Ways you can prevent this
Spear Phishing: Or simply a targeted attack. Spear phishing is a more targeted phishing attack. Unlike phishing, it casts a smaller net, but is geared more towards the target. More time and effort could be spent by the attacker doing this for greater reward. A good way of not being a targeted attack is simply not letting potentially malicious people know you’re a target. Letting others know your wealth either on purpose or accident puts you on an unnecessary radar. Similar to a bug bounty, it will only encourage malicious actors to make you the bounty. Do not give any personal identifiable info when not necessary. A good example of this is this post. It involves a targeted attack/spear phishing and social engineering.
The attacker in short found a tweet by a target that he uses Coinbase. Attacker was then able to obtain Name and phone number of target. Attacker then used social engineering to convince Verizon to relocate victims phone number to another device. With that he was then able to gain access to Coinbase. Among the several things mentioned in the article on security, simply not letting others know he used Coinbase was one of them. Protect your identity and personal information around Crypto when possible.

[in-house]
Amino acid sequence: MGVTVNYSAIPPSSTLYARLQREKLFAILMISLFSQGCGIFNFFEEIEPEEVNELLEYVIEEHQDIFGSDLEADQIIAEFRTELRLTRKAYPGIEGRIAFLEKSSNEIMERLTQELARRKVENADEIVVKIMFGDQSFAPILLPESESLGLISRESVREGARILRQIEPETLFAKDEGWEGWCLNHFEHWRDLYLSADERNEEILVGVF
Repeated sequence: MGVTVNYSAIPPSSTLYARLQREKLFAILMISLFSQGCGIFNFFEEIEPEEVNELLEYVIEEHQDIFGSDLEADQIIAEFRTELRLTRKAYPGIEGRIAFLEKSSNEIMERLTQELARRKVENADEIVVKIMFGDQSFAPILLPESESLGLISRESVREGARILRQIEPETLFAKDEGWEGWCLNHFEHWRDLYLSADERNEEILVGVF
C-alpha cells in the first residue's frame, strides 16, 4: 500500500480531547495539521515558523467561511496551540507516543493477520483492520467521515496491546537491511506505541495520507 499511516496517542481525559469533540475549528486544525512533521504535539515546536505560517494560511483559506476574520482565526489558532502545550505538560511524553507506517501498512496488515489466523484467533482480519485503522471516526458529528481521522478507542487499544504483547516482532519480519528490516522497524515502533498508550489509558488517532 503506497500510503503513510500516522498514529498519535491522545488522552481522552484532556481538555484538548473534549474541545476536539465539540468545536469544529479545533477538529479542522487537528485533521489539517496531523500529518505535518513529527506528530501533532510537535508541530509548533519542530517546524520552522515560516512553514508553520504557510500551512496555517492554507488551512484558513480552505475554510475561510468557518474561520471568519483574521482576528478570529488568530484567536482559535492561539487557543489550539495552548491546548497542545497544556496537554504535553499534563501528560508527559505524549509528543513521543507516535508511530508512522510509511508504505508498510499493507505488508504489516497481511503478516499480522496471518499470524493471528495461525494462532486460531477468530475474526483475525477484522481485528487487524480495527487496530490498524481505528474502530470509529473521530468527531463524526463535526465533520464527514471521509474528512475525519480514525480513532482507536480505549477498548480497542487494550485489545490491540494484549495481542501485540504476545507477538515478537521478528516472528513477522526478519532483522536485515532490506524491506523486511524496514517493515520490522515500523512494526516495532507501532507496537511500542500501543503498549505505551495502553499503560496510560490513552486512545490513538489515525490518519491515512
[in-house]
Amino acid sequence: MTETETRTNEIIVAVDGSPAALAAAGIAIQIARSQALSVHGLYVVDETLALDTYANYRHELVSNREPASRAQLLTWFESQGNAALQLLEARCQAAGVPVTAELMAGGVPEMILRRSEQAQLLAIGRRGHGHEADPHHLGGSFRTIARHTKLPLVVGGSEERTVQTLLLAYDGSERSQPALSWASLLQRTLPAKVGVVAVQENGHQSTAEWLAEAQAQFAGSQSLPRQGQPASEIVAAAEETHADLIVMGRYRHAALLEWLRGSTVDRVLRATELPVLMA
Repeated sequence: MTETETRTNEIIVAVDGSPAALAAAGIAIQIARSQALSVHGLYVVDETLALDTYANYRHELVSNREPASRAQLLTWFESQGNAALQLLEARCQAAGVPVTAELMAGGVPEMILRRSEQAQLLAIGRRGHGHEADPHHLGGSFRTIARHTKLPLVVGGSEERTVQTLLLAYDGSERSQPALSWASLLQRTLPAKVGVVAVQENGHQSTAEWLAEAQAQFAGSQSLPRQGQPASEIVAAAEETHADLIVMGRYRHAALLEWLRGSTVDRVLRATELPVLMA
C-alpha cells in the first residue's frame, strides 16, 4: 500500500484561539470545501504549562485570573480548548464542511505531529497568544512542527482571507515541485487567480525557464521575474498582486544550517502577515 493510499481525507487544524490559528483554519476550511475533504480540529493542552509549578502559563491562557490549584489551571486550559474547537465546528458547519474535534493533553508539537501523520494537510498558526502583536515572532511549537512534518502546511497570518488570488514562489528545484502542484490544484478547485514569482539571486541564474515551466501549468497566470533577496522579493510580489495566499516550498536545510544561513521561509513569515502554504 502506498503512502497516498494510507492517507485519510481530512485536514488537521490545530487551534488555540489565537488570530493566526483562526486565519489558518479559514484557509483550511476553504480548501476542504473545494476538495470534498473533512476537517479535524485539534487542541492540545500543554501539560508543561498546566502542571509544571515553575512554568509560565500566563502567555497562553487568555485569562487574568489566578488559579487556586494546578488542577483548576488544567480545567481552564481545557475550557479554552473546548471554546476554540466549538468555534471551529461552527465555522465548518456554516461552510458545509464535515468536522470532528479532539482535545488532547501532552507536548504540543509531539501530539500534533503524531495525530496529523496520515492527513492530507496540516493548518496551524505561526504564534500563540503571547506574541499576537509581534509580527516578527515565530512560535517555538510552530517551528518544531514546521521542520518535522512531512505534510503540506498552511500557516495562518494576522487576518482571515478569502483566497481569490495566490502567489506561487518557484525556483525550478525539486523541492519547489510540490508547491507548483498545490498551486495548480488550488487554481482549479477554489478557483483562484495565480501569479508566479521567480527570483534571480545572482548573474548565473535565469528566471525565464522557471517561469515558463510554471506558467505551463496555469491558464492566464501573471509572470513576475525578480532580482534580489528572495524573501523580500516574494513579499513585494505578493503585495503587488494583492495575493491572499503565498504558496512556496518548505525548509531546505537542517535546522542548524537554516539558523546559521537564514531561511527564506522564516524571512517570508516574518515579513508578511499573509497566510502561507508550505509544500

Security Vulnerabilities and Malware All operating systems should be considered unsecure. 0 day exploits are exploits that are known to malicious actors and not know by the developers of the software. There are also exploits that are known, but simply not patched by users. When was the last time you patched Windows? Malware (Malicious Software) can be installed on your computer via these exploits easily by a hacker given enough skill, and the reward being high enough. They can be deployed on your machine by visiting legitimate websites! The exploit can live in an advertisement banner not completely controlled by the site. This Malware once infected can log keystrokes or read clipboard data (think: Private Keys), allow remote control.